E: I don't think it's reductive at all — or I guess I think it's reductive in the best sense. A ballad like "On My Own" just simply and beautifully encapsulates what unrequited love is like. It's not verbose or clever — she just belts out a couple of notes and the audience knows exactly where she's been and what she feels like. Actually, when I was watching that scene, I remembered something from the initial stages of our courtship. It was the summer before we got together and we were friends and do you remember I went to that party at your friend Cameron's house and you were —

A: — I was too stoned to talk to you?

E: Yes, and I interpreted that as a lack of interest on your part. I was walking home and it was drizzling and I stopped like a block away from my house so I could stand on the street and listen to Steely Dan on my headphones. And I just stood there for like twenty minutes, because I was so sad. I couldn't bring myself to go home. I just wanted to stand there in the rain and think about how sad I was.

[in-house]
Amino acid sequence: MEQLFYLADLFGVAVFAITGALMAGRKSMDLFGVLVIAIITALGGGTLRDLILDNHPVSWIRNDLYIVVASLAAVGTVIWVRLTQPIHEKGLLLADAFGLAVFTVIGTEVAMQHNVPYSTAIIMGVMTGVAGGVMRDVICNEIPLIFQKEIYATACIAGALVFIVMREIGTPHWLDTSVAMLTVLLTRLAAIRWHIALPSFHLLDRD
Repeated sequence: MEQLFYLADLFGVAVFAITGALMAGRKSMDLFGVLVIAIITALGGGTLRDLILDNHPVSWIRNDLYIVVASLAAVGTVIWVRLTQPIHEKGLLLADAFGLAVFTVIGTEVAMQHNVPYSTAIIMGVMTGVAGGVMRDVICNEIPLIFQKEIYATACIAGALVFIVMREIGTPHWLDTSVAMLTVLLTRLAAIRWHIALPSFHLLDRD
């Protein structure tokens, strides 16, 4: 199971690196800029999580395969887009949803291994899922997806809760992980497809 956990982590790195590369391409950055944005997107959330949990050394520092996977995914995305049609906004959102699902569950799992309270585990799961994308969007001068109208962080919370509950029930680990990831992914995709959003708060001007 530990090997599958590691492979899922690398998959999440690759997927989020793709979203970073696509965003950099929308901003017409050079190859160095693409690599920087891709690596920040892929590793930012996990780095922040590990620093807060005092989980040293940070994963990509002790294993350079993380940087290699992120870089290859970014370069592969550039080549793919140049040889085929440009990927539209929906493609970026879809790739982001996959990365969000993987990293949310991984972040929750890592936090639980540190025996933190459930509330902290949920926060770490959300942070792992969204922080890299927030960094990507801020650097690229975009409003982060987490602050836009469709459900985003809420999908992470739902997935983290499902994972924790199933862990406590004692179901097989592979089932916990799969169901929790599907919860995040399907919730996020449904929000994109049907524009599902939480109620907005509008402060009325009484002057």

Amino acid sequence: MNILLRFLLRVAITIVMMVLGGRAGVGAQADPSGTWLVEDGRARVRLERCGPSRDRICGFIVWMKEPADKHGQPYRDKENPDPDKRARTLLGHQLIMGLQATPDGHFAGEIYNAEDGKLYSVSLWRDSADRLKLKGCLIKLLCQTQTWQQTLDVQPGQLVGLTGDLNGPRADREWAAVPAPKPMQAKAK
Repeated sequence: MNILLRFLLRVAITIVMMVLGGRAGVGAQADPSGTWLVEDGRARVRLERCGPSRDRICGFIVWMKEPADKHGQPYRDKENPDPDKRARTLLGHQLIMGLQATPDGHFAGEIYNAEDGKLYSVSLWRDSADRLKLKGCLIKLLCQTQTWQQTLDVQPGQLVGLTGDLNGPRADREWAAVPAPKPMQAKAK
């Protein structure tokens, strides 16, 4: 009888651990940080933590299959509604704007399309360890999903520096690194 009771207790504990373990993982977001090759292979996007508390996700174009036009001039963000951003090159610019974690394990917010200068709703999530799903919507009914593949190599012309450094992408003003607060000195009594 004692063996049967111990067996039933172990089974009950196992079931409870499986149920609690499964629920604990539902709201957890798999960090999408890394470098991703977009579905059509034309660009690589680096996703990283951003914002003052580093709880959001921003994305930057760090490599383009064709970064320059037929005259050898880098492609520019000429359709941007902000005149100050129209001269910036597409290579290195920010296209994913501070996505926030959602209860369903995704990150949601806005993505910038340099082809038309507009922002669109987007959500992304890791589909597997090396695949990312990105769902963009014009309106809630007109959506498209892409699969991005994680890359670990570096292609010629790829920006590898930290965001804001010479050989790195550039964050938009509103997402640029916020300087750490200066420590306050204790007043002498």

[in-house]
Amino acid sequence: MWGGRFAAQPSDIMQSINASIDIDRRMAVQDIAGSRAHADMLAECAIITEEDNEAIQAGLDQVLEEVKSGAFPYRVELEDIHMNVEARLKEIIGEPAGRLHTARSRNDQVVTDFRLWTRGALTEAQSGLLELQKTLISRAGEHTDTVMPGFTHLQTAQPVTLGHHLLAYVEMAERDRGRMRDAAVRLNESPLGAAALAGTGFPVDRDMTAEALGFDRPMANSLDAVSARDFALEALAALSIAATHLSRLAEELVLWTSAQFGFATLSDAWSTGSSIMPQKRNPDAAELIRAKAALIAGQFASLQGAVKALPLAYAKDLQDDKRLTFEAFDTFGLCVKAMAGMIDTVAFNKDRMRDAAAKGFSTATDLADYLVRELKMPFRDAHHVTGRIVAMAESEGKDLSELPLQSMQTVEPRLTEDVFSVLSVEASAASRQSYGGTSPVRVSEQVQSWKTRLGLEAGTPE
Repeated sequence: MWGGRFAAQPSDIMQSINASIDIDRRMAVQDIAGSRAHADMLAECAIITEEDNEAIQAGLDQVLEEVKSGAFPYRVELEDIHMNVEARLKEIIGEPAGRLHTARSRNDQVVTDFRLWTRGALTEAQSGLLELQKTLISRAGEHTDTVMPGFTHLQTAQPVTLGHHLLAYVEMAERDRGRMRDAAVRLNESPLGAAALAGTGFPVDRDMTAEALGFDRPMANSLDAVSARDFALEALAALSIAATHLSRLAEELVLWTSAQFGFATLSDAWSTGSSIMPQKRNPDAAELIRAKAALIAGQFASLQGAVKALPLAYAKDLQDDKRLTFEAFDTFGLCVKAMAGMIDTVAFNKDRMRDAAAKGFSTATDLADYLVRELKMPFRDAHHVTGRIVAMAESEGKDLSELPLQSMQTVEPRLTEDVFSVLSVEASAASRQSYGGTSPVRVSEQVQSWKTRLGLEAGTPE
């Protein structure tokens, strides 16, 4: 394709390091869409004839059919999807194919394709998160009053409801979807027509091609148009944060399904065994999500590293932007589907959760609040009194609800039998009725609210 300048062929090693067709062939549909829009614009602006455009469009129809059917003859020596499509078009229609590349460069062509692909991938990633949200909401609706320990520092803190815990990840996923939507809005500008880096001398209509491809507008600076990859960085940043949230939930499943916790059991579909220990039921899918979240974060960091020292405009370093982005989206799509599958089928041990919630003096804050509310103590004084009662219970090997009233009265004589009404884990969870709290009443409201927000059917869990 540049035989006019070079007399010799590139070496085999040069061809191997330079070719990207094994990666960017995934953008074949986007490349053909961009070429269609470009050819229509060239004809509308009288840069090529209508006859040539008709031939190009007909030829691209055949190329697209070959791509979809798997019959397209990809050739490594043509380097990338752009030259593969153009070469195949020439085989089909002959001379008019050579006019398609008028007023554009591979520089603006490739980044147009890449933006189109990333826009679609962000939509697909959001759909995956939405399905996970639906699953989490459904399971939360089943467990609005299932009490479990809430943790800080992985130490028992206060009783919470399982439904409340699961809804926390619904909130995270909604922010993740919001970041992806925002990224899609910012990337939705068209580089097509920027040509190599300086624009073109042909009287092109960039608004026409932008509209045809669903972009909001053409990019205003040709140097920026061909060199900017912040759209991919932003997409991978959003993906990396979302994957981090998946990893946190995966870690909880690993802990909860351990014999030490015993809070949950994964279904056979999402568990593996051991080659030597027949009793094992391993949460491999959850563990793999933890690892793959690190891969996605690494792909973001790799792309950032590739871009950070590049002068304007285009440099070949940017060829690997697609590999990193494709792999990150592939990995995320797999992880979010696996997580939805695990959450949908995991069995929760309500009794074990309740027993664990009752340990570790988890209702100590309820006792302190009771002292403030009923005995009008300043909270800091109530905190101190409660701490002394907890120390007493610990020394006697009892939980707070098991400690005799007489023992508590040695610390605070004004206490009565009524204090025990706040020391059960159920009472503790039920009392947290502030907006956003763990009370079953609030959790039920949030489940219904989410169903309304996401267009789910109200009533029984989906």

A: See, that's a little lame to me.

E: Why is that lame?! You don't think it's sweet?!

A: I mean, it's really sweet, but I don't want to, like, see that in a musical. I mean, I'm sad that you thought I wasn't interested, and that that caused you pain —

E: — well, it doesn't cause me pain anymore, 'cause now I know you'd already fallen in love with my boobs and you were just waiting for a moment to properly express that.

A: And at that point, I'd already fallen in love with you.

E: [makes cooing noise]

A: But I don't get that through snippets of songs sung together. It doesn't move me.

E: So in conclusion, did your enjoyment of this movie increase your opinion of musical theater in general?

A: I mean, yeah, I guess. I'd definitely be more likely to consider seeing a musical now, after seeing this movie, than I would have before. The songs were good and the story was complex and — I think it just comes down to the fact that Les Mis a good story. There's a lot of meat and substance to it. Otherwise I don't think it would be so popular.

E: Do you realize that I consider this an enormous triumph on my part, and will hold it over your head until the day you die?

A: Yes.

E: Should I buy you the t-shirt with 24601 on it?

A: No.

E: Would you wear it in public?

A: No.

E: Would you wear it in private?

A: Maybe.

E: I'll take that.